(A) Four-weeks old transgenic wild-type Col-0 (WT) and atg7-2 mutant plants expressing GFP-ATG8a were treated with (45°C) or without (22°C) heat shock for 3 h and then placed at room temperature for 0.5 h. The leaves were visualized by fluorescence confocal microscopy of GFP signal. (B) Numbers of punctate GFP-ATG8a spots representing autophagosomes per 10,000 µm2 section. Means and SE were calculated from three experiments. According to Duncan's multiple range test (P = 0.05), means do not differ significantly if they are indicated with the same letter. Bar = 20 µm.
Figure 4
Figure 4. Increased formation of punctate structures containing GFP-NBR1 under heat stress.
(Top panel) Four-weeks old transgenic wild-type Col-0 (WT), atg7-2 and nbr1-1 mutant plants expressing GFP-NBR1 were treated with (45°C) or without (22°C) heat shock for 3 h and then placed at room temperature for 0.5 h. The leaves were visualized by fluorescence confocal microscopy of GFP signal. (Bottom panel) Numbers of punctate GFP-NBR1 spots per 10,000 µm2 section. Means and SE were calculated from three experiments. According to Duncan's multiple range test (P = 0.05), means do not differ significantly if they are indicated with the same letter. Bar = 20 µm.
Figure 5
Figure 5. Enhanced sensitivity of atg5, atg7 and nbr1 mutants to heat and oxidative stresses.
(A) Five weeks-old Arabidopsis Col-0 wild type (WT), atg5, atg7 and nbr1 mutant plants were placed in 22°C and 45°C growth for 10 hours and then moved to room temperature for 3-day recovery or (B) sprayed with 20 µM methyl viologen (MV) and kept under light for two days before the picture of representative plants was taken. The experiments were repeated three times with similar results.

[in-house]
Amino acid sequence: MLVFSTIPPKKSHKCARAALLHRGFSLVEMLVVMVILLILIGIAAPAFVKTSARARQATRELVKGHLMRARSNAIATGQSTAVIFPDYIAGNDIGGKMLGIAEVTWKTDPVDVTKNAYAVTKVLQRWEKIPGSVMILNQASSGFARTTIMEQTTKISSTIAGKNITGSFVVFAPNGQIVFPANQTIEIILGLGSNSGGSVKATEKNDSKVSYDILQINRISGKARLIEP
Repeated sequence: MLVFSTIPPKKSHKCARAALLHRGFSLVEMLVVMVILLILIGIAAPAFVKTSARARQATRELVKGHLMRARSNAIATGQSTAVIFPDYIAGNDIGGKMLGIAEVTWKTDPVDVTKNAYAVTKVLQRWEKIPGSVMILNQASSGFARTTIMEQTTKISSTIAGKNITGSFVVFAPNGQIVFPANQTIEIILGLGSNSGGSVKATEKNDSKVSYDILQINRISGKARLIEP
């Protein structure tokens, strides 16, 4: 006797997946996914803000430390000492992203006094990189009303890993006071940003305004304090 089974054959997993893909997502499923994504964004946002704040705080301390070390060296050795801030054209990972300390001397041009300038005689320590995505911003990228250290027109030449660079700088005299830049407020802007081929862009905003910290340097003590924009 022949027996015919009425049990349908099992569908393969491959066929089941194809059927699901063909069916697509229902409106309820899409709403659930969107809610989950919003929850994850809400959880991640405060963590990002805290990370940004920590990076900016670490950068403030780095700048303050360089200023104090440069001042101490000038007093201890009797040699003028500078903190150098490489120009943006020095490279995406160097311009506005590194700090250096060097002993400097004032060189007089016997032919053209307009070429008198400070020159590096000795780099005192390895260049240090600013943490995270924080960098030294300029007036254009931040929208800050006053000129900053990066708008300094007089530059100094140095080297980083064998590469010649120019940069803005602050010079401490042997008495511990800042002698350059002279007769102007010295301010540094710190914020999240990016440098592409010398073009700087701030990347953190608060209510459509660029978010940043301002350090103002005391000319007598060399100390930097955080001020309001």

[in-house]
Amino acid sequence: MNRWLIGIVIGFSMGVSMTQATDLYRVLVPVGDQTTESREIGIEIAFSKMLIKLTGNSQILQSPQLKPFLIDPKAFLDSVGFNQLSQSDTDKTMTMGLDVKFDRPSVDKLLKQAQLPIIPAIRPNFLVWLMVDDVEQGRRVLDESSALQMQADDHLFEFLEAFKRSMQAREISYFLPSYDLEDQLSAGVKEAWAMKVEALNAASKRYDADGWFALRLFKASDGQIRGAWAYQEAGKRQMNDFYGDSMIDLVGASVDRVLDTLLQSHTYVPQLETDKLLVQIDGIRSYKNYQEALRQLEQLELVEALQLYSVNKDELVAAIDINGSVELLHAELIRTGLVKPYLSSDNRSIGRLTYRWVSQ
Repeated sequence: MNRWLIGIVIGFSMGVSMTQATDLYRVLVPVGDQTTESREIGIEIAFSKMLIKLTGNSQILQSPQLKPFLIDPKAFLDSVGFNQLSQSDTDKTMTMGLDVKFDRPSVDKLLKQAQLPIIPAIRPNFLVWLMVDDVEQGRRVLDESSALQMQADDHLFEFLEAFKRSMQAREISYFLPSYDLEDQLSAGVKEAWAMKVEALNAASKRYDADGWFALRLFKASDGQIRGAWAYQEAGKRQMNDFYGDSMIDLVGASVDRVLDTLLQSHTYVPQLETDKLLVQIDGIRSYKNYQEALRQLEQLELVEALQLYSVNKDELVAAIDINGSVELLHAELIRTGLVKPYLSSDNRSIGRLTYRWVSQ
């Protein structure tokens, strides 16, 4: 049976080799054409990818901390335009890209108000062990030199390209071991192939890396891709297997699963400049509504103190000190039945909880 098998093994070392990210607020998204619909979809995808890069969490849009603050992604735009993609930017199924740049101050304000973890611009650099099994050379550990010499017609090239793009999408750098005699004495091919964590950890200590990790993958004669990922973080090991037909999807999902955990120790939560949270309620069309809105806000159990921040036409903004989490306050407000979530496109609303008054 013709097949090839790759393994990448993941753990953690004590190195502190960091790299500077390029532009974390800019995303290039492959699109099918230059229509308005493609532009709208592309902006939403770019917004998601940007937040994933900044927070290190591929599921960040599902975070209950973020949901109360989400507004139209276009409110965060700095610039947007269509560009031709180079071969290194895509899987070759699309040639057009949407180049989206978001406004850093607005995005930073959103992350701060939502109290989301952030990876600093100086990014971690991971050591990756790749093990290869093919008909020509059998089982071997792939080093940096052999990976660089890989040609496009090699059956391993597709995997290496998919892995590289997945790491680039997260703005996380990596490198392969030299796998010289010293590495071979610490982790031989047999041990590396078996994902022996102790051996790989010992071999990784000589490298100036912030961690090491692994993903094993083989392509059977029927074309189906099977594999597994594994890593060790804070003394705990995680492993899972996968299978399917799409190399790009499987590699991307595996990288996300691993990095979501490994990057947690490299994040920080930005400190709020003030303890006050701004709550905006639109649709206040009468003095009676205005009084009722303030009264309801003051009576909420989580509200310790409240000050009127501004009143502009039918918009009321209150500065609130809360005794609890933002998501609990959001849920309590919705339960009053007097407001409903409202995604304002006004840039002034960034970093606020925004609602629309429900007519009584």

Figure 6
Figure 6. Enhanced sensitivity of atg5, atg7, and nbr1 mutants to heat stress.
(A) Electrolyte leakage. (B) Fv/Fm images. (C) Average values for the Fv/Fm images. Five weeks-old Arabidopsis Col-0 wild type (WT), atg5, atg7 and nbr1 mutant plants were placed in 22°C and 45°C growth chambers. Fully expanded leaves were sampled after 10 hours in the indicated temperatures and immediately measured for electrolyte leakage and Fv/Fm. Error bars in (A) and (C) indicate SE (n = 5). According to Duncan's multiple range test (P = 0.05), means of EL or Fv/Fm do not differ significantly if they are indicated with the same letter. The experiments were repeated twice with similar results.
Figure 7
Figure 7. Enhanced sensitivity of atg5, atg7, and nbr1 mutants to drought and salt stresses.
(A) Five weeks-old Arabidopsis Col-0 wild type (WT), atg5, atg7 and nbr1 mutant plants were placed into a growth chamber with approximately 50% humidity. The photograph of representative plants was taken 10 days after withholding watering. The experiment was repeated twice with similar results. (B) Seven days-old seedlings Col-0 WT, atg5, atg7 and nbr1 grown on solid MS medium were transferred to the same medium (control) or the same medium containing 0.16 M NaCl and photographed 5 days later. The survived seedlings were scored 5 days after the transfer and the average values and SE were calculated from three experiments. According to Duncan's multiple range test (P = 0.05), means do not differ significantly if they are indicated with the same letter.
Figure 8
Figure 8. Normal phenotypes of the nbr1 mutant plants in age- and darkness-induced senescence.
(A) Eight weeks old wild type (WT), atg5, atg7 and nbr1 plants grown under normal growth conditions in a growth chamber. (B) Four weeks old WT, atg5, atg7 and nbr1 plants after being kept in the dark for 6 days. (C) Percentage of plants that survived the various lengths in dark as determined by resumption of growth. Each point represents the average of 10 plants. The experiments were repeated twice with similar results.